The Supply Side: Amazon, Walmart continue to challenge each other

by Kim Souza ([email protected]) 758 views 

Over the past six years, Walmart has continued to challenge online retail titan Amazon for e-commerce market share. And in return, Amazon has invested heavily in groceries to try and nip away at Walmart’s dominant share there.

Dealing with competitors is nothing new for the Bentonville-based retailer. Walmart founder Sam Walton made it a point to learn from competitors.

“Over and over again, go in and check our competition,” Walton said in his autobiography “Made in America.” “Check everyone who is our competition. And don’t look for the bad. Look for the good. If you get one good idea, that’s one more than you went into the store with, and we must try to incorporate it into our company. We’re really not concerned with what they’re doing wrong; we’re concerned with what they’re doing right, and everyone is doing something right.”

Amazon is the undisputed online commerce leader with 39% of total U.S. online sales last year, according to e-Marketer. Big categories where Amazon dominates are books, music and video at 83.2% of U.S. online sales and 50.2% of computer and consumer electronics, according to e-Marketer. The company forecasts that Amazon will have 46% of U.S. e-commerce sales in toys and hobbies and office equipment and supplies in 2021. Amazon already controls a 16% share of the U.S. online apparel spending with expectations of 21.4% by year-end. Amazon’s fastest growing category is foods and beverages, at 24.7% of U.S. online sales as digital grocery continues to expand, e-Marketer said.

By comparison, since 2016, Walmart has invested more than $35 billion into growing its e-commerce business, focusing on grocery, general merchandise and expanding marketplace (third-party sellers). Walmart’s $46.2 billion of the gross value of products (online sales) was good enough for second place in 2020 to Amazon, whose gross merchandise value was reported as $309.58 billion. Amazon’s share in 2020 was 39%, a steady lead over Walmart’s 5.9%, e-Marketer reports.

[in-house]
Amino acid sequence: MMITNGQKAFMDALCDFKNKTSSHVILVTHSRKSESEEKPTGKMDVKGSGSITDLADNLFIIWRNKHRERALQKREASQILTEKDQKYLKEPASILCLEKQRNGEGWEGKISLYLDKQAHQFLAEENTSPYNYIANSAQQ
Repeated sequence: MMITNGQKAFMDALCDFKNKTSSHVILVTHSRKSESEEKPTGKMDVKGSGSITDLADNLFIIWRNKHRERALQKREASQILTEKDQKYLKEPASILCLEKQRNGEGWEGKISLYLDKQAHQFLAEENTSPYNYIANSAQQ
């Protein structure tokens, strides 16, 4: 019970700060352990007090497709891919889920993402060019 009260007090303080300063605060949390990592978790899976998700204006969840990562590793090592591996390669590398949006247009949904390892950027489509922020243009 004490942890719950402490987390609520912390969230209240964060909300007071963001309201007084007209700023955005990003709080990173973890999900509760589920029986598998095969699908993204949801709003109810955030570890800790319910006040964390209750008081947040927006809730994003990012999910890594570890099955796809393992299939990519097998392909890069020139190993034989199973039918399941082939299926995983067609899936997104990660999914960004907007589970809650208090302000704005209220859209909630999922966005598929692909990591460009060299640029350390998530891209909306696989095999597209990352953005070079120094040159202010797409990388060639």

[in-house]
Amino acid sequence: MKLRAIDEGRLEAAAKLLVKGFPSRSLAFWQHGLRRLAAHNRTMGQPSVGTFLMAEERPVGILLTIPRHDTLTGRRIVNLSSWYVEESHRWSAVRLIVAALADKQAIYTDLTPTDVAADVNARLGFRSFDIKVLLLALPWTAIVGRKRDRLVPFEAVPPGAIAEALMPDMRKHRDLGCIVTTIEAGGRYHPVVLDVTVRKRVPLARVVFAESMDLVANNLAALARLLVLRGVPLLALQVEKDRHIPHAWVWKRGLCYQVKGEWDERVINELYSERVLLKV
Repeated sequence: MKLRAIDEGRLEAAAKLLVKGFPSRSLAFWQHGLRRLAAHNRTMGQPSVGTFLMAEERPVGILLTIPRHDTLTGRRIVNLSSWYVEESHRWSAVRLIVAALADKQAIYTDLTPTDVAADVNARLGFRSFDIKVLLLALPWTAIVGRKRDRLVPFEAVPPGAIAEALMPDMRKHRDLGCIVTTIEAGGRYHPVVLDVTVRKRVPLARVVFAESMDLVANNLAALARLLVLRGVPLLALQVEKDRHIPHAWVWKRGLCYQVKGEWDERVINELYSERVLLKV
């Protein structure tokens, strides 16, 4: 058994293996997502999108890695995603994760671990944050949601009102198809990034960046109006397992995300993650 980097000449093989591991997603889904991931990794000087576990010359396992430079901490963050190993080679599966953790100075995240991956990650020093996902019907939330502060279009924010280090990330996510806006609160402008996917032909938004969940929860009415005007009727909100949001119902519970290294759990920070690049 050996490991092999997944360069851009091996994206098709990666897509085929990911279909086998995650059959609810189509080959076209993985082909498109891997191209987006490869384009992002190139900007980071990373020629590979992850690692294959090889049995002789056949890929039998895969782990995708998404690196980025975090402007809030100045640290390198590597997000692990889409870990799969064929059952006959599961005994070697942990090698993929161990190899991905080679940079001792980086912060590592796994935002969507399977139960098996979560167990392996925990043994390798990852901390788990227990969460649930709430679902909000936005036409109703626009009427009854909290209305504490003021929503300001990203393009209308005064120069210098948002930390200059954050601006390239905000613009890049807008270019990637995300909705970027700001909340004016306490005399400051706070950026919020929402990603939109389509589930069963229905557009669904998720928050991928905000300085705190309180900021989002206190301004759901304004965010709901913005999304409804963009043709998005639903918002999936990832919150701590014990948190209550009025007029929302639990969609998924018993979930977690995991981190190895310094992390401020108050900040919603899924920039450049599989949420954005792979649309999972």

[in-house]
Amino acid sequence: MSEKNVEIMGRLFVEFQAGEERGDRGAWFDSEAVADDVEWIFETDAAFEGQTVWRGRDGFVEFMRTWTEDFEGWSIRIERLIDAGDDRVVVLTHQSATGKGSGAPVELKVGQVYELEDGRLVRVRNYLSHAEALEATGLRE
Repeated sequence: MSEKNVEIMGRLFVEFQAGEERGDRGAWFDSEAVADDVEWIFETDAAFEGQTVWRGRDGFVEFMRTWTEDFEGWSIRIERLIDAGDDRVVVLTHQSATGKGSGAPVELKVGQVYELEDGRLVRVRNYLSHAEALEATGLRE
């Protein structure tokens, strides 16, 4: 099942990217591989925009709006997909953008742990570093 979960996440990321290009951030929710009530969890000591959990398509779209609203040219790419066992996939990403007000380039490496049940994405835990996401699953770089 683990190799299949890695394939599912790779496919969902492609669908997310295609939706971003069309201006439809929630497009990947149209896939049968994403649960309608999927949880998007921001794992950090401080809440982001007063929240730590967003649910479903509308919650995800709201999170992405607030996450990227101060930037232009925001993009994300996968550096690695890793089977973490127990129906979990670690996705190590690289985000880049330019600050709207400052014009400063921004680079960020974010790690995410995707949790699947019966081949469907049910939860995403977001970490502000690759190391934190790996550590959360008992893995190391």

Analysts expect Walmart’s online sales will grow 21% this year hitting $65 billion (globally) as that was also the retail giant’s forecast. Walmart’s share of U.S. online sales are expected to top 7.1% this year, according to data from e-Marketer. Amazon is forecast to grow its U.S. sales market share to 40.4% this year, increasing it’s lead over Walmart.

Walmart is the largest U.S. retailer in the country, with net sales of $555 billion last year, growing 6.7% over the prior year. Amazon’s full-year sales, including Whole Foods, totaled $386 billion. Comparing the two companies’ revenue is difficult as Amazon generates substantial income from its web services and Prime Membership business. Walmart also has membership revenue and income generated from services.

A new report from Edge by Ascential that looked at just retail sales forecasted Amazon to surpass Walmart as the nation’s largest retailer by 2025. The report said consumers are expected to buy $632 billion worth of products from Amazon and Whole Foods by 2025, more than the $523 billion in sales by Walmart, excluding fuel.

“The pandemic has permanently shifted consumer habits from in-store to e-commerce,” said Deren Baker, CEO of Edge by Ascential. “The main beneficiary is Amazon because Walmart is still playing catch-up even though it’s been spending to add features to its online store, including launching a Prime-style subscription service last year. Amazon, meanwhile, continues to build fulfillment centers around the country in an attempt to speed up delivery and erase the advantage Walmart enjoys with curbside pickup at its more than 5,000 locations.”

Amazon’s Prime membership has grown to 200 million, adding 50 million new subscribers amid the pandemic in 2020. More than 1.9 million small- to medium-sized sellers make up 60% of Amazon’s retail sales.

While Walmart has not provided statistics on its Walmart+ subscription service, the retail giant has said customers who shop online and in-stores spend more up to 40% more than those who shop in one or the other modes.

Jan Kniffen, a retail consultant with J. Rogers Kniffen Worldwide, said every retailer has to recognize that physical and digital sales are part of the same pie, and it’s time to get over thinking they are different.

He applauds Walmart’s efforts to marry its merchandising teams and invest more in expanding fulfillment capacity in stores and adjacent to them, close to where consumers live. Kniffen is a fan of Walmart and said management is making the right bets to continue its race against Amazon. Kniffen also sees room for both of them to grow without canceling the other.

EDITOR’S NOTE: The Supply Side section of Talk Business & Politics focuses on the companies, organizations, issues and individuals engaged in providing products and services to retailers. The Supply Side is managed by Talk Business & Politics and sponsored by Propak Logistics.

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